I don't usually use this forum to rant. I think it's important to remain basically positive since so many blogs are used as a venting festival. But something about this place just makes my blood boil. It seems to be a magnet for what I call VSIPs - Very-Self-Important-People. To have so many people in one place who are each convinced that their objective is the highest priority in the world is a recipe for mass bad behavior. At any second one is in danger of being clotheslined by some gallerist/art advisor/rich person with a cell phone glued to one ear. They all go barreling down the aisles with the phone up to their ear and the elbow sticking out. God help you if YOU are not looking out for THEM. You will certainly get that elbow in your face. Any conversation can be interrupted. There is no "excuse me" or waiting for a conversation to be finished. Just a tap on the shoulder to ask what the price or edition size is of this or that. Whatever conversation that was occurring before this must-know-this-millisecond question was asked could not possibly be as important as MY question. Get outta' the way.
Plenty of other people have written about how bad art fairs are, and what a terrible place they are to see or appreciate art. This is old -but true- news. Fewer have spoken about what an awful place they are to just stand in. One is bumped, and shoved, and pushed, and spilled on, and whatever else can happen when the people around you could not care less about civil behavior. People were barking on cell phones, cutting in lines, barking claims for preferential treatment, and crowing about this or that fancy party invite. I had the sense that it would be possible to look to my side and find a gentleman that was peeing on the spot while talking a deal on his phone - one just couldn't be bothered to go ALL the way to an actual toilet!
Along those lines, I will relate an actual experience I had. I went to the men's room and as I sidled up to the urinal, I overheard a cell phone conversation in one of the stalls. "Uh huh, uh huh, yeah, yeah, ok, I'll call you right back. Yeah, just a few minutes, I'll be right back to you. No, really, I'll call you back in just a few. Yep....ok. Bye" Just a second later there was the sound of an urgent evacuation. I didn't wait to hear if the conversation started again after the flush. This made me wonder, what was the conversation leading into the bathroom? What was SO urgent that it couldn't wait while the gent calmly walked to the toilet. I can imagine him barreling down the aisle, elbow out, "We can offer you the piece for $145,000. It's great work, but we've got a lot of offers. You're going to have to make a decision right away."...as he steps into the stall, locks the door and pulls down his pants....."No, we won't be getting more work and $145,000 is a fantastic price. Uh huh, uh huh, yeah, yeah, ok, I'll call you right back. Yeah, just a few minutes, I'll be right back to you. No, really, I'll call you back in just a few. Yep....ok. Bye". Flush. This is what I call doing your business. Chapeau to the gent in the stall. His focus should be an MBA class model.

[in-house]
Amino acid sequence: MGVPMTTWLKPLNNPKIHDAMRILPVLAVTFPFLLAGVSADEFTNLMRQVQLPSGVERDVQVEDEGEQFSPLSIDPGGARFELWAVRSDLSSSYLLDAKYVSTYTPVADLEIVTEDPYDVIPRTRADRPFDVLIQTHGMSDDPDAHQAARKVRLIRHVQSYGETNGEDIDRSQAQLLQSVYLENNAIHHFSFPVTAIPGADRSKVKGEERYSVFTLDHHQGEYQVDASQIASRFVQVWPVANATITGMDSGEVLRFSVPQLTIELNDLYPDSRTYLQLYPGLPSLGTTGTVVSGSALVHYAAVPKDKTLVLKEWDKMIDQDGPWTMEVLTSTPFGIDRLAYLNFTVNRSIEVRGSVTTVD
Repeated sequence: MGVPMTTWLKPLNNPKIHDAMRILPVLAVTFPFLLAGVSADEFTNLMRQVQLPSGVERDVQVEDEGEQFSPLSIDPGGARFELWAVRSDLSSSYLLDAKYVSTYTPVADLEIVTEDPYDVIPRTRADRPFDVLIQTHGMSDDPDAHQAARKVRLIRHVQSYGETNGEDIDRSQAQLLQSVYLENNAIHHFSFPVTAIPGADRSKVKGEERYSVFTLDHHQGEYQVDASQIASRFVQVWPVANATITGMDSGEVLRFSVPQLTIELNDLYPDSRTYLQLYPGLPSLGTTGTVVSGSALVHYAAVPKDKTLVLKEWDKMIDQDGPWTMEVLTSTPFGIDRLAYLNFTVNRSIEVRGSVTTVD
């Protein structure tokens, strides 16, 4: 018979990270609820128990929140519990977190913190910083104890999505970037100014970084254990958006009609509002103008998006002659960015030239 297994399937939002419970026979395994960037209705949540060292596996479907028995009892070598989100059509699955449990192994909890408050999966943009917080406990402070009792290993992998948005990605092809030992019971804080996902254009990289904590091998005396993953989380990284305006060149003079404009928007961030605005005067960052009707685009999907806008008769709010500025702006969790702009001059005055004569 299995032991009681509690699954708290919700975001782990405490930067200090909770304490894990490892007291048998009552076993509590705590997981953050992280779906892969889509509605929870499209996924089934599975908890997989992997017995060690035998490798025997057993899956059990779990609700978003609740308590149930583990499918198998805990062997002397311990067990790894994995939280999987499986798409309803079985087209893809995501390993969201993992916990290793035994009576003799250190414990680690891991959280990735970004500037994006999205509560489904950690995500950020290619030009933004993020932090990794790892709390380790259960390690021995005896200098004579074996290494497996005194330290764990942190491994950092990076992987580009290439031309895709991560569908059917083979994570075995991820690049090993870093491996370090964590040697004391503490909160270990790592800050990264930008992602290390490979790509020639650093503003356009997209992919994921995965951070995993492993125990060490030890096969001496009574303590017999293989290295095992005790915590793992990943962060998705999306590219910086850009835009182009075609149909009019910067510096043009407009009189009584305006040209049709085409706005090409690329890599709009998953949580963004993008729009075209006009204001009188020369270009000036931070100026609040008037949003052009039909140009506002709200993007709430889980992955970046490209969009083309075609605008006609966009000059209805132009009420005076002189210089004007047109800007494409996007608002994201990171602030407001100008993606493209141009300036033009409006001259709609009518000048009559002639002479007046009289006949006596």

There is another element that contributes to the unpleasant vibe in Miami and other like fairs. Unless one has a few hundred thousand dollars to bestow here or there(and sometimes not even then!), this fair is simply not intended for you. Now I am quite comfortable viewing, appreciating, and learning about art which I cannot possibly afford to buy. I don't waste anyones' time when I'm not serious about a work, but I'm happy to be there to see what is on offer. I mean, this is a grand bazaar where work to be sold is put up for public perusal. But that is not the assumption of most of the galleries here. They know the few hundred "real" buyers they want to meet. If you are not among the recognized few, you will be ignored to a degree that will make you feel like the fat, pimply kid at the fraternity rush. I make a baseball metaphor: If a pitcher and batter are roughly well matched, the batter may or may not swing. But if he does, there is some chance that he will actually hit the ball. However, if the pitcher is at a level too much above the batter, it won't matter if he raises his bat off his shoulder or not. If he swings, he will not connect. Faced with that kind of odds, what is the lure of trying to swing? There is no pleasure in guaranteed failure. Galleries at ABMB are not pitching to me, and after a few hours I feel the ennui of guaranteed failure seeping into my blood. Even when I love the art, I feel disconnected; this event has no relation to me. I am made to feel like an interloper and I cannot sustain my interest.